34 terms

Accounting

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Income Statement
a document showing credits and debits, how PROFITABLE it was during a specific unit of time. Includes REVENUES and EXPENSES.
Revenues
Under Accrual basis of Accounting: revenues are recorded when they are EARNED, not just given. Although a payment date may be required for the following month, the revenue is counted toward the time when the amount was actually earned based on a service provided. When the payment is actually made, it will be a reduction in accounts receivable.
Revenue recognition principle
The accounting guideline requiring that revenues be shown on the income statement in the period in which they are earned, not in the period when the cash is collected. This is part of the accrual basis of accounting (as opposed to the cash basis of accounting).
Accrual Basis of Accounting
The accounting method under which revenues are recognized on the income statement when they are earned (rather than when the cash is received). The balance sheet is also affected at the time of the revenues by either an increase in Cash (if the service or sale was for cash), an increase in Accounts Receivable (if the service was performed on credit), or a decrease in Unearned Revenues (if the service was performed after the customer had paid in advance for the service).

Under the accrual basis of accounting, expenses are matched with revenues on the income statement when the expenses expire or title has transferred to the buyer, rather than at the time when expenses are paid. The balance sheet is also affected at the time of the expense by a decrease in Cash (if the expense was paid at the time the expense was incurred), an increase in Accounts Payable (if the expense will be paid in the future), or a decrease in Prepaid Expenses (if the expense was paid in advance).
Accounts Receivable
A current asset resulting from selling goods or services on credit (on account). Invoice terms such as (a) net 30 days or (b) 2/10, n/30 signify that a sale was made on account and was not a cash sale.
Expenses
Should show when expenses incurred not just when the company actually paid for the expenses.
Matching Principle
The principle that requires a company to match expenses with related revenues in order to report a company's profitability during a specified time interval. Ideally, the matching is based on a cause and effect relationship: sales causes the cost of goods sold expense and the sales commissions expense. If no cause and effect relationship exists, accountants will show an expense in the accounting period when a cost is used up or has expired. Lastly, if a cost cannot be linked to revenues or to an accounting period, the expense will be recorded immediately. An example of this is Advertising Expense and Research and Development Expense.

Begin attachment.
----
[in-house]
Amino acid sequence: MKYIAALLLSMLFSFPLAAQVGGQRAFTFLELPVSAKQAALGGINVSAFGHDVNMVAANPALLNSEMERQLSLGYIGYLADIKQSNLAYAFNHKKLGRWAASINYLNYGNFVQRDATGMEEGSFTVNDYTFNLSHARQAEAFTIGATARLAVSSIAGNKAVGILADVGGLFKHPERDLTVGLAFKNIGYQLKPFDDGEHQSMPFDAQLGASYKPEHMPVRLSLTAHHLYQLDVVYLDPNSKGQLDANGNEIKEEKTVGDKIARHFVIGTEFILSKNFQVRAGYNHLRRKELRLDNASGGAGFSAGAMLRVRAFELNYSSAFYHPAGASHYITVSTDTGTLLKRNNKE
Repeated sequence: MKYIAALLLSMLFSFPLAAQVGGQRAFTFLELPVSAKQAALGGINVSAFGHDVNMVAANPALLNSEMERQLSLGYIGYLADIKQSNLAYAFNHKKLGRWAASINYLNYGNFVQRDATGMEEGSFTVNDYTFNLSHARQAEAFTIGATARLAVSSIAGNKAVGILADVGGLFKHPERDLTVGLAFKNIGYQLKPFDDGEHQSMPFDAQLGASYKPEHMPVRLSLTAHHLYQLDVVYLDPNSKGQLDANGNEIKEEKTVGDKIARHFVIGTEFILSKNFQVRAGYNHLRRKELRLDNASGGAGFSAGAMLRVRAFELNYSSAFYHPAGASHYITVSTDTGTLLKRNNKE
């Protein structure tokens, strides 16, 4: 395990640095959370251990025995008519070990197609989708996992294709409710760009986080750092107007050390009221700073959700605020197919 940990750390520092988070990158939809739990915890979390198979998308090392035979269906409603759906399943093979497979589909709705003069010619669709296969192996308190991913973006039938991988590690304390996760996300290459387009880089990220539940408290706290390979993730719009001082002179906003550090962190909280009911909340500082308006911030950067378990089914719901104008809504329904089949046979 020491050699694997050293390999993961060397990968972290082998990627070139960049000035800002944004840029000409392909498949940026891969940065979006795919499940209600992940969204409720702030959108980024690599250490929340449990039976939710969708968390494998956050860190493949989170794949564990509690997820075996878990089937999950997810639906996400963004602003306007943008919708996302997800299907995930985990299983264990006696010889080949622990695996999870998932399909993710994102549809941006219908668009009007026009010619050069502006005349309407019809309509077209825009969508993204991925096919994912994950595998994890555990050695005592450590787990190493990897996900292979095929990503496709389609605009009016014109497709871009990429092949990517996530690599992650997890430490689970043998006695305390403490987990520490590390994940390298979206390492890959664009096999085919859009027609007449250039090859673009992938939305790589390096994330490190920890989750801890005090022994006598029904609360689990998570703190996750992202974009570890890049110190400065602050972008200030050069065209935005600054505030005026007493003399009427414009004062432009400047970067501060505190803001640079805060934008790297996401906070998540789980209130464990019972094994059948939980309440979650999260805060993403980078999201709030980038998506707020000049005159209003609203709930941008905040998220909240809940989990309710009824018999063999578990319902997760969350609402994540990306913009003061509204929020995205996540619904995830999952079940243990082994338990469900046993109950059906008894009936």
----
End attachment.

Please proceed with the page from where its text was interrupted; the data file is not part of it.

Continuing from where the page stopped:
Interest Expense
This account is a non-operating or "other" expense for the cost of borrowed money or other credit. The amount of interest expense appearing on the income statement is the cost of the money that was used during the time interval shown in the heading of the income statement, not the amount of interest paid during that period of time.
Income Statement
1) report the revenues earned by the company's efforts during the period, and (2) report the expenses incurred by the company during the same period. The purpose of the income statement is to show a company's profitability during a specific period of time. The difference (or "net") between the revenues and expenses for Direct Delivery is often referred to as the BOTTOM LINE and it is labeled as either Net Income or Net Loss.

A. Revenues and Gains
1. Revenues from primary activities
2. Revenues or income from secondary activities
3. Gains (e.g., gain on the sale of long-term assets, gain on lawsuits)

B. Expenses and Losses
1. Expenses involved in primary activities
2. Expenses from secondary activities